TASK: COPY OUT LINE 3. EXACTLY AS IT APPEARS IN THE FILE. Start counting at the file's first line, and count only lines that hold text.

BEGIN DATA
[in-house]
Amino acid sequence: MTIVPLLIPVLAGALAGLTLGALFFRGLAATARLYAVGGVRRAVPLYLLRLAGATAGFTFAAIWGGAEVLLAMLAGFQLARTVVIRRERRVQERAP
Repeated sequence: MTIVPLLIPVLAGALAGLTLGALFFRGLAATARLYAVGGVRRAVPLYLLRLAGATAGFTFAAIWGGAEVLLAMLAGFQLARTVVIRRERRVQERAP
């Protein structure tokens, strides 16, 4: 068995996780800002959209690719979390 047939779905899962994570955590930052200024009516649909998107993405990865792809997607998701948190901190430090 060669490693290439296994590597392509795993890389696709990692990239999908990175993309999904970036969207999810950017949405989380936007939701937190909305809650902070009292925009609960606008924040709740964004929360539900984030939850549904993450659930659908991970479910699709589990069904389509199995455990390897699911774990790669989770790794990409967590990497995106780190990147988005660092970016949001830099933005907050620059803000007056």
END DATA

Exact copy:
Repeated sequence: MTIVPLLIPVLAGALAGLTLGALFFRGLAATARLYAVGGVRRAVPLYLLRLAGATAGFTFAAIWGGAEVLLAMLAGFQLARTVVIRRERRVQERAP